Meatless Monday: Grilled portobello burgers(Read article summary)
Marinaded, grilled to perfection, and topped with cheese, lettuce or arugula, and tomatoes, portobello mushrooms make a juicy alternative to traditional burgers.
The Garden of Eating
We're pretty religious about attending our little farmer's market every Wednesday afternoon -- for a family with a toddler who likes to cook and values delicious, locally-grown food, there's really nothing better. The downside of our regular attendance is that I've gotten tired of most of the (very tasty) dinner options available. But I had yet to try Marilyn's grilled portobello burgers so I bellied up (literally, I'm now two weeks away from my due date) to her station and placed my order. After a bit of a wait, I forked over my money and headed back to our blanket on the grass with my mushroom "burger" in hand.
I was pretty hungry (another by-product of pregnancy) so I tore into it. Mmmmmm... juicy, meaty, flavorful, and hearty. By the end I was a mess (they're not so easy to eat neatly - probably a bad idea for a first date...) but I sure was happy. The next week I went back and ordered another one. And the following week, I started buying portobello mushrooms to make these for myself at home. I've since made them three times and see no reason to stop.
The preparation is extremely simple (basically a requirement for me to even consider a recipe right now as extended standing at sink or stove makes my back ache) and the results are always spot on.
The marinade is up to you but I have been liking using a combination of olive oil, lemon juice, sea salt, black pepper, fresh rosemary, oregano and some balsamic glaze or vinegar for sweetness and depth. If you're in a rush, you could even (gasp!) use some prepared salad dressing and I'm sure the results would be good.
Let the 'shrooms soak in all that goodness for a while (a few hours is great). Then fire up your grill and get going. They do take a little longer to grill than a meat-based burger would.
Top with cheese (and let it melt on the grill), sliced fresh tomato and lettuce or whatever seems appealing. Although I topped this batch with goat cheese (and arugula and tomatoes from our garden), I have to admit that I have been even happier with less sophisticated cheeses like cheddar, swiss or provolone - the goat cheese is nice but ends up competing with the mushroom a little too much for my taste.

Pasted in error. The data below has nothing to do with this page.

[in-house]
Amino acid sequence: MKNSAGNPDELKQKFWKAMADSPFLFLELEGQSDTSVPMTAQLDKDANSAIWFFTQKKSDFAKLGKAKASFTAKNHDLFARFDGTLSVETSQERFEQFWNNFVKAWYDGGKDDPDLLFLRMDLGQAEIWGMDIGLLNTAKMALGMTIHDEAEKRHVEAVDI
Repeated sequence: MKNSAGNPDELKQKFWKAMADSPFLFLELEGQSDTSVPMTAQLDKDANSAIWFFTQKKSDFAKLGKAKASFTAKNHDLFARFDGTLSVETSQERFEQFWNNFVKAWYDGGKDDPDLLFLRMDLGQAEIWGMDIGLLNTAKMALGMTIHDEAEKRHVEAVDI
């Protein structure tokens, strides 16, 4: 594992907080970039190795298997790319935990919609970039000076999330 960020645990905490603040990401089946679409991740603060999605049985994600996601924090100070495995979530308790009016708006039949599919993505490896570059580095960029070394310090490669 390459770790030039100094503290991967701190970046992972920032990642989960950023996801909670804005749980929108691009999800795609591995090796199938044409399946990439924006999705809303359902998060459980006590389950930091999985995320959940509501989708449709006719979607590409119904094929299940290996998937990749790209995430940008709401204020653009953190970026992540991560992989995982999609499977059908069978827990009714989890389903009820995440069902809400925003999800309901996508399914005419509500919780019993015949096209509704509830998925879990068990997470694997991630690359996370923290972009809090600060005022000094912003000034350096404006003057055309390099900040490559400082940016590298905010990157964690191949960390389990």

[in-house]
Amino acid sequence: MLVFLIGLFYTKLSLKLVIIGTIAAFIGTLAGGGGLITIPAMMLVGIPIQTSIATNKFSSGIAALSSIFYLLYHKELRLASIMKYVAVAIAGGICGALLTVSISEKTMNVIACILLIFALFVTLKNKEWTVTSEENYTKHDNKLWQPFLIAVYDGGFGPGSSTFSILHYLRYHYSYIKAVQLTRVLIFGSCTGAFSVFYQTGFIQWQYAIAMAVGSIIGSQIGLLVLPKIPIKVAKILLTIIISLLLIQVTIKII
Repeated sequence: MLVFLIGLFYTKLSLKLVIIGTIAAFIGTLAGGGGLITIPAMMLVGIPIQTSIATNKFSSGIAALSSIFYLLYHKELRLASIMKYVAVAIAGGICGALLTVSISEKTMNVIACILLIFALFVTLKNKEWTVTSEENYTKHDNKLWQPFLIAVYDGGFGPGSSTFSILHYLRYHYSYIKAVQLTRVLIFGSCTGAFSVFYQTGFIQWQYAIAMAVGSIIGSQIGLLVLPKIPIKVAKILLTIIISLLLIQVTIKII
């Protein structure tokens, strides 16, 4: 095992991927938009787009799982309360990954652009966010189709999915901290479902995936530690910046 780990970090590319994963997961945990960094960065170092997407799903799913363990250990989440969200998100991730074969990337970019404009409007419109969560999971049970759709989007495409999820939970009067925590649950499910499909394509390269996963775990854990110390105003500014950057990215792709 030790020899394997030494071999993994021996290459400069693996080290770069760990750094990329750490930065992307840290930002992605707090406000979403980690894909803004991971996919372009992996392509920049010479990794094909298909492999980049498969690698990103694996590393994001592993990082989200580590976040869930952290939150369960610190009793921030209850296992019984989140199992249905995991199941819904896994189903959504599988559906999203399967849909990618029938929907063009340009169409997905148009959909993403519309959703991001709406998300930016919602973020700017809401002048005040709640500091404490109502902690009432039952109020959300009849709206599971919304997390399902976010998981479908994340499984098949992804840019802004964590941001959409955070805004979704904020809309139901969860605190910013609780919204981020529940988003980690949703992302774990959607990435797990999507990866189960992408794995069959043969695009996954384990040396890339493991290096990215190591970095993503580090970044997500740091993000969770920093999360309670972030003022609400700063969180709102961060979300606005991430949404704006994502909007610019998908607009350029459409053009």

Toast your bun and try to get one that is a bit bigger than the mushroom as they are still very juicy after grilling and it's helpful to have a little bit of extra buffer between your hands and all that goodness.
Grilled Portobello Mushrooms
Serves 2 (double or triple as needed)
2 large Portobello mushrooms, cleaned, with stems removed
For the marinade
1 sprig fresh rosemary or other fresh herb (oregano, basil, etc.,)
1 clove garlic, pressed or minced
1/4 cup olive oil
2 tablespoons lemon juice
Big splash of balsamic glaze (or vinegar)
Sea salt and pepper to taste
2 round, crusty rolls or ciabatta buns, cut in half
Sliced cheddar, provolone, Swiss or American cheese
Lettuce or arugula, washed and dried
Ketchup or tomato jam
1. Make the marinade and place the mushrooms in it (you can either use a ziplock bag to ensure even coating or just put them in a bowl or shallow baking dish and remember to turn them a few times.) Let soak for at least half an hour and up to four hours.
2. Prepare a medium-hot grill. Place the mushrooms on the grill, gill-side down and cover. Cook until the mushrooms begin to soften, roughly five minutes, then flip them over and grill for another seven or so minutes until soft and juicy when poked with a fork.
3. Top each mushroom with sliced cheese. Toss the buns onto the grill cut-side down. Close the grill and cook for roughly one minute. Open the grill up, turn it off, put your mushrooms on your buns, top with tomato, lettuce, or whatever you see fit and enjoy. Don't forget napkins!
The Christian Science Monitor has assembled a diverse group of food bloggers. Our guest bloggers are not employed or directed by The Monitor and the views expressed are the bloggers' own and they are responsible for the content of their blogs and their recipes. All readers are free to make ingredient substitutions to satisfy their dietary preferences, including not using wine (or substituting cooking wine) when a recipe calls for it. To contact us about a blogger, click here.